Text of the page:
As point guard showdowns go, it doesn't get much better than Wisconsin's Jordan Taylor versus Kansas State's Jacob Pullen.

Taylor averages 18 points and 4.7 assists. Pullen averages 19.5 points and 3.7 assists. Both earned first-team all-conference honors, Taylor in the Big Ten and Pullen in the Big 12. Pullen is the first Wildcat to earn first-team honors twice and was one of two unanimous picks this year. Taylor leads the nation with a 4.20 assist-to-turnover ratio.

Both said the round of 32 tilt between the Badgers and Wildcats is not about them. But both admitted to being aware of the matchup. And if they weren't, reporters were there to graciously remind them.

"Any time you play players like that, it definitely bring out the best in you," Taylor said. "You definitely have to bring your A-game. But at the end of the day it's about the team. They're not going to say Jacob Pullen moved on or Jon Leuer or Jordan Taylor moved on. So you definitely relish the challenge. It makes it fun to play against players like that. But, at the same time, it's all about what's on the front of your jersey."

While it's not really about a battle of point guards, it sort of is. Both are the engines of their respective teams on both ends of the floor. Pullen, in fact, seemed like a one-man team at times this season -- see his 27-point average over the final six regular-season games when the Wildcats were fighting for a spot in the tournament. And Taylor is the fulcrum of Bo Ryan's "swing offense."

Further, tempo will be critical in the matchup. The Wildcats and Pullen want to play fast. The Badgers and Taylor want to slow it down. And each will be trying to push his counterpart out of his comfort zone.

"We've got to do a great job of defending the ball screen and keeping [Taylor] in a position where he doesn't know what kind of defense we're playing, whether we're trapping it or soft hedging the ball screen," Pullen said. "The other thing is we really got to make him guard. Whoever he is guarding, we got to make sure he plays 36, 37 minutes a game. We got to make sure he is using his energy on both ends not only on offensive end."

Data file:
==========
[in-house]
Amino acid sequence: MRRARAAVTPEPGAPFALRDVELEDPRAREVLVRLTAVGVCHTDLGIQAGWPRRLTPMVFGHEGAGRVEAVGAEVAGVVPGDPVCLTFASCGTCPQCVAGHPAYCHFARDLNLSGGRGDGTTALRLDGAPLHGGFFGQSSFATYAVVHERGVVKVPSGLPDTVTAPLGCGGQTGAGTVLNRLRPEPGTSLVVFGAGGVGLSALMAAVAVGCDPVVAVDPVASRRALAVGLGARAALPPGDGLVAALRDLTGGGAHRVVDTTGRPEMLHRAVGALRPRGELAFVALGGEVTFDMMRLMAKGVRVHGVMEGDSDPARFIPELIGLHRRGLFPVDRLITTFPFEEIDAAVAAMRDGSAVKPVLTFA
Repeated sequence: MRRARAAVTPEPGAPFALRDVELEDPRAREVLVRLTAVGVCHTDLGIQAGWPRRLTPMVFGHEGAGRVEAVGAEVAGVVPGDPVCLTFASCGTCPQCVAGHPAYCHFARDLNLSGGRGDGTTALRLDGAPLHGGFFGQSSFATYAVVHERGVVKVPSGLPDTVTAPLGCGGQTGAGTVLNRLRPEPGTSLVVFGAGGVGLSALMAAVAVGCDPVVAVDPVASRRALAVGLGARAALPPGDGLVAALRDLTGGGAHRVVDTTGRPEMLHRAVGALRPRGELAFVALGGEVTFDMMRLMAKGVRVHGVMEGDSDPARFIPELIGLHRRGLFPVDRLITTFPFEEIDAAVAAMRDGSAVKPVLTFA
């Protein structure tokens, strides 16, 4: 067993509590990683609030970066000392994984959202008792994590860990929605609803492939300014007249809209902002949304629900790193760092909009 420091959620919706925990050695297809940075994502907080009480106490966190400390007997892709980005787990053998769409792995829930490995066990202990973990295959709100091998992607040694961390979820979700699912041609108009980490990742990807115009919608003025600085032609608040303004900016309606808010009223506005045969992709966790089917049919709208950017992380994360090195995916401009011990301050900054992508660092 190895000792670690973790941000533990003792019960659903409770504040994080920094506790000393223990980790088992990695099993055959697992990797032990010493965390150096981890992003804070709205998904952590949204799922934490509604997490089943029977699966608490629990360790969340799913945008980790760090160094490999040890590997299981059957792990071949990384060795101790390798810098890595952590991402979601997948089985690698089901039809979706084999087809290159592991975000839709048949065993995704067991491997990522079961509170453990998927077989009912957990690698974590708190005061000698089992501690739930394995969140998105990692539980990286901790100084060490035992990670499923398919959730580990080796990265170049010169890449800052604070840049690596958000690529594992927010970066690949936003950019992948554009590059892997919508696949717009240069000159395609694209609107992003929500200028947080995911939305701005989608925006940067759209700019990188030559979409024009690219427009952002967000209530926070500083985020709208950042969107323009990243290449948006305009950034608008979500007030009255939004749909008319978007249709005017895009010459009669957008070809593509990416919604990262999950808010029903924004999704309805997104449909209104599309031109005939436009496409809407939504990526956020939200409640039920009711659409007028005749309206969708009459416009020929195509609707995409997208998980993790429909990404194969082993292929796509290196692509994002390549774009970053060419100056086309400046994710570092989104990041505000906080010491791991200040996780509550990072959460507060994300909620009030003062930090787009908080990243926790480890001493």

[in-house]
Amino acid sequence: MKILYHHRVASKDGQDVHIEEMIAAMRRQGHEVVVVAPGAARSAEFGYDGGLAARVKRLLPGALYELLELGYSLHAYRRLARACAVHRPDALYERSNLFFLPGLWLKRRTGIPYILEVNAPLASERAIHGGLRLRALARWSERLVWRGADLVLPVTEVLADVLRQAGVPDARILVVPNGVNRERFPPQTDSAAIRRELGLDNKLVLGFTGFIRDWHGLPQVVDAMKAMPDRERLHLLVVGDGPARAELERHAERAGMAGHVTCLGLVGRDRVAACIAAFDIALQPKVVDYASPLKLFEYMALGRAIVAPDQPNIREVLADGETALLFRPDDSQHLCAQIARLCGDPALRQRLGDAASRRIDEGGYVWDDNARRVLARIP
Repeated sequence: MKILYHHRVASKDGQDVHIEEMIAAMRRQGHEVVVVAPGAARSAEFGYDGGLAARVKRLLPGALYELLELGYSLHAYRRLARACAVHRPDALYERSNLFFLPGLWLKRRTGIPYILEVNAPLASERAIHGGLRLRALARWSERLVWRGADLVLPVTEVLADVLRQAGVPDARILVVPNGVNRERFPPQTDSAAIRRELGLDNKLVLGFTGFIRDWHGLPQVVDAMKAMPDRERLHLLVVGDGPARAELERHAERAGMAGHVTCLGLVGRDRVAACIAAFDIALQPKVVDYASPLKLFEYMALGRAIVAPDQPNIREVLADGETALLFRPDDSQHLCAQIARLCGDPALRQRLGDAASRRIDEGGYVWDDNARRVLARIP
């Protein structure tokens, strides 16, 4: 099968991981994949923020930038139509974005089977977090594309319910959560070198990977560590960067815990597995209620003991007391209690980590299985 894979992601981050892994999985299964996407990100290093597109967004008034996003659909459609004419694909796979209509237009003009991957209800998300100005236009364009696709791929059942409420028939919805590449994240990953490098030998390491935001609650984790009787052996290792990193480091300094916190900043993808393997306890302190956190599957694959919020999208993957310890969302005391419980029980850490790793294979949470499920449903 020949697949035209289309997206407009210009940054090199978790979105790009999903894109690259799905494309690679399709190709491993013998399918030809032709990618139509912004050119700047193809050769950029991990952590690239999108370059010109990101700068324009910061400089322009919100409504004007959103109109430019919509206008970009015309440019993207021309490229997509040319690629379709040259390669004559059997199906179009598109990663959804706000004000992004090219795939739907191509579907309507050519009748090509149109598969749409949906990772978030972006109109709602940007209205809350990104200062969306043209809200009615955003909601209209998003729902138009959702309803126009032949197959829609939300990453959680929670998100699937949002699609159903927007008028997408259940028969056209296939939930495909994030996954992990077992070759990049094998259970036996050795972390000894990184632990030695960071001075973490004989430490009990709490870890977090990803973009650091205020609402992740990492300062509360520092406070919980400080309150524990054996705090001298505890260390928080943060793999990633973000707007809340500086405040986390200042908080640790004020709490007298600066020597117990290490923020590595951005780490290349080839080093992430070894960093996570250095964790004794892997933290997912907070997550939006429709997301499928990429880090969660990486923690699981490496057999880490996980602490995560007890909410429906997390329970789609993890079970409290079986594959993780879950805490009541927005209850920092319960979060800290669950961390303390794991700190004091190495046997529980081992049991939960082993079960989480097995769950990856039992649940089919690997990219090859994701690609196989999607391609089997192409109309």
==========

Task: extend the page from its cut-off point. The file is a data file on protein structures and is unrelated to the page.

One problem for Kansas State: It isn't easy to dictate tempo to Wisconsin, though many have tried, and Kansas State coach Frank Martin said as much.

"If you can speed up a Bo Ryan team, it will probably be the first time in 30 years that happens," Martin said. "Our challenge is to not allow Jordan Taylor to get comfortable. To not let him get in rhythm. And No. 2 is to keep him out of the paint. Because when he gets in the paint, then he forces help and then he finds shooters."

As for defending Pullen, Ryan doesn't see it that way exactly. While the Badgers largely play man-to-man defense, just like the Wildcats, it's still more team than individual.

"We don't get into a lot of, 'It's you against you, or you got to take him and you got to shut him down,'" Ryan said. "We don't do that because our defense is predicated on help. We always want to get five guys guarding three guys. That is our goal all the time. Learned that at a night clinic in Valley Forge, Pa., in the early '70s, and it still works."

Who to watch: Other than the point guards? There are a couple of bigs of note. For Wisconsin, it's Leuer, who leads the Badgers with 18.6 points and 7.3 rebounds per game. He'll be matched with Curtis Kelly, who averages 10.3 points and 5.3 rebounds.

Why to watch: It's another interesting contrast of styles, with the Wildcats hoping for a fast-paced frenzy, and the Badgers preferring the half-court game. Both will try to impose their will on the other. The Badgers turned the ball over only 229 times this season versus 479 from Kansas State. And the Badgers are better at the free throw line, leading the nation with an .827 percentage versus .647 for the Wildcats. Of course, the Wildcats hit 86 percent of their free throws in their win over Utah State.

What they're saying:

Taylor on hearing that K-State will try to speed things up: "I think we have to do exactly what they're trying to do, play at our own pace. Play at the pace that we're comfortable with."

Leuer on Curtis Kelly and Jamar Samuels: "From what I've seen, they can do a lot. They're both very active and long and athletic. They have good touch around the basket. They're physical. And we're going to have to do our best to try to limit their touches and not let them get into a rhythm. And the more we can keep the ball out of there and not let them get deep post position... that's what you want to do against anybody, not let them get deep post position. But those guys, especially because they're going to make it hurt if they get it down there."

Ryan on Kansas State's physical offensive rebounding: "Well, contact's a good thing. You got to enjoy contact, physically to block people out. We're not going to outjump them. I don't think lengthwise we're going to be any longer than them. So you just got to do what you do every day in practice. Require guys to put a body on somebody. Don't let somebody get an angle. And be willing to dig in. I'm sure the other teams that play against them have said that, too. Then you got to go out and do it."